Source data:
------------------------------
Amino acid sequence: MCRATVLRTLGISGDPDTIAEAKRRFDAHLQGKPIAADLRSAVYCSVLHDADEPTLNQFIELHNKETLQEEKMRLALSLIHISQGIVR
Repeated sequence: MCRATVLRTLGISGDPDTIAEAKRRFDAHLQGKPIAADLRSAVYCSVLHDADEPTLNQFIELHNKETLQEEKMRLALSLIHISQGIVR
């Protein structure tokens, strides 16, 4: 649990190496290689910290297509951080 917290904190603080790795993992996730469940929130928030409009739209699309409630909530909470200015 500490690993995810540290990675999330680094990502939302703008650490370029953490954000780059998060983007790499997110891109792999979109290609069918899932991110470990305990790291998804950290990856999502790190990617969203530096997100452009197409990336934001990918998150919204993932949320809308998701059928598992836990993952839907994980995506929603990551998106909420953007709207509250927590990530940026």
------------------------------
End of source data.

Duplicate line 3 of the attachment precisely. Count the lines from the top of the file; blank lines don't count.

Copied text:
């Protein structure tokens, strides 16, 4: 649990190496290689910290297509951080 917290904190603080790795993992996730469940929130928030409009739209699309409630909530909470200015 500490690993995810540290990675999330680094990502939302703008650490370029953490954000780059998060983007790499997110891109792999979109290609069918899932991110470990305990790291998804950290990856999502790190990617969203530096997100452009197409990336934001990918998150919204993932949320809308998701059928598992836990993952839907994980995506929603990551998106909420953007709207509250927590990530940026």